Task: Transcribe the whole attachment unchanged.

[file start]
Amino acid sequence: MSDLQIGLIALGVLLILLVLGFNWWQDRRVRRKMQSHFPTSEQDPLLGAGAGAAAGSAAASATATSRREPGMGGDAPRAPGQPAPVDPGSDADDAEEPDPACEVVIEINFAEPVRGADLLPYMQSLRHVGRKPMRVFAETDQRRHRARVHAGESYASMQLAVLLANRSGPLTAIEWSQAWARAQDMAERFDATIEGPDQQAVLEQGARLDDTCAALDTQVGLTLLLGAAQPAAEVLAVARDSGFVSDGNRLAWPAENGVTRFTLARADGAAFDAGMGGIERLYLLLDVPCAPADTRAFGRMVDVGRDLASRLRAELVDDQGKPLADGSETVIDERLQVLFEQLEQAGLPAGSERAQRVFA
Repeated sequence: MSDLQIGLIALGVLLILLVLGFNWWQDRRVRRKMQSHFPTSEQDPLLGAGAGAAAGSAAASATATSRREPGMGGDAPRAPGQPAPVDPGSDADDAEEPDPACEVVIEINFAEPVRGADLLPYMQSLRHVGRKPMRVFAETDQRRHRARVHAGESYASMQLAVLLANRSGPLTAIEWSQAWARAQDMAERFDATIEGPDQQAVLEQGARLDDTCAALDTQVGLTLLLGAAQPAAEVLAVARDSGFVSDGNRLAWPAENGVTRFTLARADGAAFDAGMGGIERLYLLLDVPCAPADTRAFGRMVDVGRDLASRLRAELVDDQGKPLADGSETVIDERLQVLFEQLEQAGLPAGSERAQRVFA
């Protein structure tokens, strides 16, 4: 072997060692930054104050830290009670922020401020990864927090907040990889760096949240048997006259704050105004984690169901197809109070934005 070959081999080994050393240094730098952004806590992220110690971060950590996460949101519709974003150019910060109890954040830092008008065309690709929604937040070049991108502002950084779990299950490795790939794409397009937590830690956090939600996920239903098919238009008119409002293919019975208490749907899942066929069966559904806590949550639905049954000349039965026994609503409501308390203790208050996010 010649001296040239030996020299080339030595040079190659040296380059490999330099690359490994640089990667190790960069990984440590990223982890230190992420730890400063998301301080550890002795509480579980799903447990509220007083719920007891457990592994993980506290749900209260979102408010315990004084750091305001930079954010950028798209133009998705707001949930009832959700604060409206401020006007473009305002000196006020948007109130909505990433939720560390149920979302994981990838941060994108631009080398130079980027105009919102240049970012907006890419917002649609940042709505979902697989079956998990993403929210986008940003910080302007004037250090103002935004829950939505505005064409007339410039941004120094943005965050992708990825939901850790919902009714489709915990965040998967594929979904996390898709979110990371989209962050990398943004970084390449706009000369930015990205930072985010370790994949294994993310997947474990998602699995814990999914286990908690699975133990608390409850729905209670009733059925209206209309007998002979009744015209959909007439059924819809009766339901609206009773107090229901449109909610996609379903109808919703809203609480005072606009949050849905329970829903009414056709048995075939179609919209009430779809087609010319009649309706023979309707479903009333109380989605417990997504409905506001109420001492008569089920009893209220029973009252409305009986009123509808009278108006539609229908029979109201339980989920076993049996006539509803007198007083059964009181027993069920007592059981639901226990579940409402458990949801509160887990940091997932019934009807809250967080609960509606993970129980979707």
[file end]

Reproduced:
Amino acid sequence: MSDLQIGLIALGVLLILLVLGFNWWQDRRVRRKMQSHFPTSEQDPLLGAGAGAAAGSAAASATATSRREPGMGGDAPRAPGQPAPVDPGSDADDAEEPDPACEVVIEINFAEPVRGADLLPYMQSLRHVGRKPMRVFAETDQRRHRARVHAGESYASMQLAVLLANRSGPLTAIEWSQAWARAQDMAERFDATIEGPDQQAVLEQGARLDDTCAALDTQVGLTLLLGAAQPAAEVLAVARDSGFVSDGNRLAWPAENGVTRFTLARADGAAFDAGMGGIERLYLLLDVPCAPADTRAFGRMVDVGRDLASRLRAELVDDQGKPLADGSETVIDERLQVLFEQLEQAGLPAGSERAQRVFA
Repeated sequence: MSDLQIGLIALGVLLILLVLGFNWWQDRRVRRKMQSHFPTSEQDPLLGAGAGAAAGSAAASATATSRREPGMGGDAPRAPGQPAPVDPGSDADDAEEPDPACEVVIEINFAEPVRGADLLPYMQSLRHVGRKPMRVFAETDQRRHRARVHAGESYASMQLAVLLANRSGPLTAIEWSQAWARAQDMAERFDATIEGPDQQAVLEQGARLDDTCAALDTQVGLTLLLGAAQPAAEVLAVARDSGFVSDGNRLAWPAENGVTRFTLARADGAAFDAGMGGIERLYLLLDVPCAPADTRAFGRMVDVGRDLASRLRAELVDDQGKPLADGSETVIDERLQVLFEQLEQAGLPAGSERAQRVFA
């Protein structure tokens, strides 16, 4: 072997060692930054104050830290009670922020401020990864927090907040990889760096949240048997006259704050105004984690169901197809109070934005 070959081999080994050393240094730098952004806590992220110690971060950590996460949101519709974003150019910060109890954040830092008008065309690709929604937040070049991108502002950084779990299950490795790939794409397009937590830690956090939600996920239903098919238009008119409002293919019975208490749907899942066929069966559904806590949550639905049954000349039965026994609503409501308390203790208050996010 010649001296040239030996020299080339030595040079190659040296380059490999330099690359490994640089990667190790960069990984440590990223982890230190992420730890400063998301301080550890002795509480579980799903447990509220007083719920007891457990592994993980506290749900209260979102408010315990004084750091305001930079954010950028798209133009998705707001949930009832959700604060409206401020006007473009305002000196006020948007109130909505990433939720560390149920979302994981990838941060994108631009080398130079980027105009919102240049970012907006890419917002649609940042709505979902697989079956998990993403929210986008940003910080302007004037250090103002935004829950939505505005064409007339410039941004120094943005965050992708990825939901850790919902009714489709915990965040998967594929979904996390898709979110990371989209962050990398943004970084390449706009000369930015990205930072985010370790994949294994993310997947474990998602699995814990999914286990908690699975133990608390409850729905209670009733059925209206209309007998002979009744015209959909007439059924819809009766339901609206009773107090229901449109909610996609379903109808919703809203609480005072606009949050849905329970829903009414056709048995075939179609919209009430779809087609010319009649309706023979309707479903009333109380989605417990997504409905506001109420001492008569089920009893209220029973009252409305009986009123509808009278108006539609229908029979109201339980989920076993049996006539509803007198007083059964009181027993069920007592059981639901226990579940409402458990949801509160887990940091997932019934009807809250967080609960509606993970129980979707």